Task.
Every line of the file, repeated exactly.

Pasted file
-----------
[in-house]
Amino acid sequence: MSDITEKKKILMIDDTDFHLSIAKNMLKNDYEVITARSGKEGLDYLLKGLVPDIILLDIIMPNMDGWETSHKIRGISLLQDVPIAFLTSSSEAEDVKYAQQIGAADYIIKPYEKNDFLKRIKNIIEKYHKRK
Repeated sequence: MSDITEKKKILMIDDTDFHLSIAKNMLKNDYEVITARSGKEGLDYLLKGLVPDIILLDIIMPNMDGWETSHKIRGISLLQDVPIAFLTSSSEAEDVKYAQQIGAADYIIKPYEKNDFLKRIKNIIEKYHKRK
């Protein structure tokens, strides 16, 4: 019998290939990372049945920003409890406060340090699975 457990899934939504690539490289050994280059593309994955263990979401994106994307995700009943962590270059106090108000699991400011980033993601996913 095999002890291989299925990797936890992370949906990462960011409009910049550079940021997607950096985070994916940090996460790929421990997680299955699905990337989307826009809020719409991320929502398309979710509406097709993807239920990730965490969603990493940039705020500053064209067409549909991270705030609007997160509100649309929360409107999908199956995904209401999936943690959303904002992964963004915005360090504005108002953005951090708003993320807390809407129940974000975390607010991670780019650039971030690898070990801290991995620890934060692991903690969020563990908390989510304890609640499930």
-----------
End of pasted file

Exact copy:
[in-house]
Amino acid sequence: MSDITEKKKILMIDDTDFHLSIAKNMLKNDYEVITARSGKEGLDYLLKGLVPDIILLDIIMPNMDGWETSHKIRGISLLQDVPIAFLTSSSEAEDVKYAQQIGAADYIIKPYEKNDFLKRIKNIIEKYHKRK
Repeated sequence: MSDITEKKKILMIDDTDFHLSIAKNMLKNDYEVITARSGKEGLDYLLKGLVPDIILLDIIMPNMDGWETSHKIRGISLLQDVPIAFLTSSSEAEDVKYAQQIGAADYIIKPYEKNDFLKRIKNIIEKYHKRK
């Protein structure tokens, strides 16, 4: 019998290939990372049945920003409890406060340090699975 457990899934939504690539490289050994280059593309994955263990979401994106994307995700009943962590270059106090108000699991400011980033993601996913 095999002890291989299925990797936890992370949906990462960011409009910049550079940021997607950096985070994916940090996460790929421990997680299955699905990337989307826009809020719409991320929502398309979710509406097709993807239920990730965490969603990493940039705020500053064209067409549909991270705030609007997160509100649309929360409107999908199956995904209401999936943690959303904002992964963004915005360090504005108002953005951090708003993320807390809407129940974000975390607010991670780019650039971030690898070990801290991995620890934060692991903690969020563990908390989510304890609640499930």